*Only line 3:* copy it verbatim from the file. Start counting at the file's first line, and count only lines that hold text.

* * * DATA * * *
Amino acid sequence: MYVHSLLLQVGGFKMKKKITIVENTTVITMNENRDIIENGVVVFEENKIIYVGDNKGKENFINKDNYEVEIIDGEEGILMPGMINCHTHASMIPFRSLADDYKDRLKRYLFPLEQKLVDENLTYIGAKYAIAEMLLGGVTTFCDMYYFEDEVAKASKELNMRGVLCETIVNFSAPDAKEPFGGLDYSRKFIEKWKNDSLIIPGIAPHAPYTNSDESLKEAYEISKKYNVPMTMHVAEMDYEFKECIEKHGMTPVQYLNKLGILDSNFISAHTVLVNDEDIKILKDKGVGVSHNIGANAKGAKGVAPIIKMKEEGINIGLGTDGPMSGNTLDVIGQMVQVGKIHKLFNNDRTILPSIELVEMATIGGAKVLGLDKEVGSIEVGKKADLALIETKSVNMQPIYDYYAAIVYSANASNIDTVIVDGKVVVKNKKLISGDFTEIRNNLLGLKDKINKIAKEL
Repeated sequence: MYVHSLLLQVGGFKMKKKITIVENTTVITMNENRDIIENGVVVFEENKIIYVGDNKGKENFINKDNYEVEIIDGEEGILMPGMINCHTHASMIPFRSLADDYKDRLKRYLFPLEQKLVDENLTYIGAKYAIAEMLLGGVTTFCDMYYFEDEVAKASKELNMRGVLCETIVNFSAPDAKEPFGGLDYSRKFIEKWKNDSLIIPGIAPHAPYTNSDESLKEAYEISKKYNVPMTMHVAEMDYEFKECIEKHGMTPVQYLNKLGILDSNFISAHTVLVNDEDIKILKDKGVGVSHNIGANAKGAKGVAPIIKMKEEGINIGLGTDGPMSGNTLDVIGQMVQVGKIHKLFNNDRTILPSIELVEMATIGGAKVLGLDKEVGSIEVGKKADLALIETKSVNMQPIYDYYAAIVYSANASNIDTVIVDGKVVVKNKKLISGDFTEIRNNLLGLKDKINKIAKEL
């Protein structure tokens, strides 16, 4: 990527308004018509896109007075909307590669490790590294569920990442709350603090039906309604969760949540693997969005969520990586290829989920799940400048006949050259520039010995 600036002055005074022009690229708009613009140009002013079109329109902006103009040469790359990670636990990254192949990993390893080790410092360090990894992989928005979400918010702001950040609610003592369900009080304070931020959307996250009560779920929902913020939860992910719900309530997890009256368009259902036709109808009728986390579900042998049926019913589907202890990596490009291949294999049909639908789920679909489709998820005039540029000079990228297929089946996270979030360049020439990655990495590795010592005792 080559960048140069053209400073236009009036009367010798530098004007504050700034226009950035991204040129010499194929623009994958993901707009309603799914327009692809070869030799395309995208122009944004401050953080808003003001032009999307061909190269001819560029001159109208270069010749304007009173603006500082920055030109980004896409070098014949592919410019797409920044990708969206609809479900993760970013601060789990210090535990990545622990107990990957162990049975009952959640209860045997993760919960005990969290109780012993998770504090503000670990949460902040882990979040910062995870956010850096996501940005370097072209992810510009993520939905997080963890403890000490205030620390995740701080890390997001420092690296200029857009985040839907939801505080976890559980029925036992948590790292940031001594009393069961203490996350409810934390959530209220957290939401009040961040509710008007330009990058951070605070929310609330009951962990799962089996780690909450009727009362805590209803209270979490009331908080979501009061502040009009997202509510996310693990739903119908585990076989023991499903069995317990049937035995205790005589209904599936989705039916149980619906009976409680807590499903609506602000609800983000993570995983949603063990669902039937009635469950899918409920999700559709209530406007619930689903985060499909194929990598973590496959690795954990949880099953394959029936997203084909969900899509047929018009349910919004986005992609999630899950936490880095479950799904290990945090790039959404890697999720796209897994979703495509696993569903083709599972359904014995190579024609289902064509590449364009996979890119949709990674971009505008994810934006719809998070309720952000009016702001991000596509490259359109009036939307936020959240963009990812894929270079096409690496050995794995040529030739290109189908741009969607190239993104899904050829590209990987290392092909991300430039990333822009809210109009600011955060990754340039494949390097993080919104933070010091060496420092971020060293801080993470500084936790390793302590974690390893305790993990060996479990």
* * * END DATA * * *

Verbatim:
């Protein structure tokens, strides 16, 4: 990527308004018509896109007075909307590669490790590294569920990442709350603090039906309604969760949540693997969005969520990586290829989920799940400048006949050259520039010995 600036002055005074022009690229708009613009140009002013079109329109902006103009040469790359990670636990990254192949990993390893080790410092360090990894992989928005979400918010702001950040609610003592369900009080304070931020959307996250009560779920929902913020939860992910719900309530997890009256368009259902036709109808009728986390579900042998049926019913589907202890990596490009291949294999049909639908789920679909489709998820005039540029000079990228297929089946996270979030360049020439990655990495590795010592005792 080559960048140069053209400073236009009036009367010798530098004007504050700034226009950035991204040129010499194929623009994958993901707009309603799914327009692809070869030799395309995208122009944004401050953080808003003001032009999307061909190269001819560029001159109208270069010749304007009173603006500082920055030109980004896409070098014949592919410019797409920044990708969206609809479900993760970013601060789990210090535990990545622990107990990957162990049975009952959640209860045997993760919960005990969290109780012993998770504090503000670990949460902040882990979040910062995870956010850096996501940005370097072209992810510009993520939905997080963890403890000490205030620390995740701080890390997001420092690296200029857009985040839907939801505080976890559980029925036992948590790292940031001594009393069961203490996350409810934390959530209220957290939401009040961040509710008007330009990058951070605070929310609330009951962990799962089996780690909450009727009362805590209803209270979490009331908080979501009061502040009009997202509510996310693990739903119908585990076989023991499903069995317990049937035995205790005589209904599936989705039916149980619906009976409680807590499903609506602000609800983000993570995983949603063990669902039937009635469950899918409920999700559709209530406007619930689903985060499909194929990598973590496959690795954990949880099953394959029936997203084909969900899509047929018009349910919004986005992609999630899950936490880095479950799904290990945090790039959404890697999720796209897994979703495509696993569903083709599972359904014995190579024609289902064509590449364009996979890119949709990674971009505008994810934006719809998070309720952000009016702001991000596509490259359109009036939307936020959240963009990812894929270079096409690496050995794995040529030739290109189908741009969607190239993104899904050829590209990987290392092909991300430039990333822009809210109009600011955060990754340039494949390097993080919104933070010091060496420092971020060293801080993470500084936790390793302590974690390893305790993990060996479990």